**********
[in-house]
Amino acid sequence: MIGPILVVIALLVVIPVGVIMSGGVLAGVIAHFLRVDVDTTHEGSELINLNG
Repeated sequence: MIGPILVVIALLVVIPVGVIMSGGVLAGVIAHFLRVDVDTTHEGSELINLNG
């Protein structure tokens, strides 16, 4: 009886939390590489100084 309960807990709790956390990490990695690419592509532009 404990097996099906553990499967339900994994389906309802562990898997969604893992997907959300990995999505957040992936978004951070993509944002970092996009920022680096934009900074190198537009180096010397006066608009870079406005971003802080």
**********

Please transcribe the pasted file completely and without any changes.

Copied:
[in-house]
Amino acid sequence: MIGPILVVIALLVVIPVGVIMSGGVLAGVIAHFLRVDVDTTHEGSELINLNG
Repeated sequence: MIGPILVVIALLVVIPVGVIMSGGVLAGVIAHFLRVDVDTTHEGSELINLNG
């Protein structure tokens, strides 16, 4: 009886939390590489100084 309960807990709790956390990490990695690419592509532009 404990097996099906553990499967339900994994389906309802562990898997969604893992997907959300990995999505957040992936978004951070993509944002970092996009920022680096934009900074190198537009180096010397006066608009870079406005971003802080």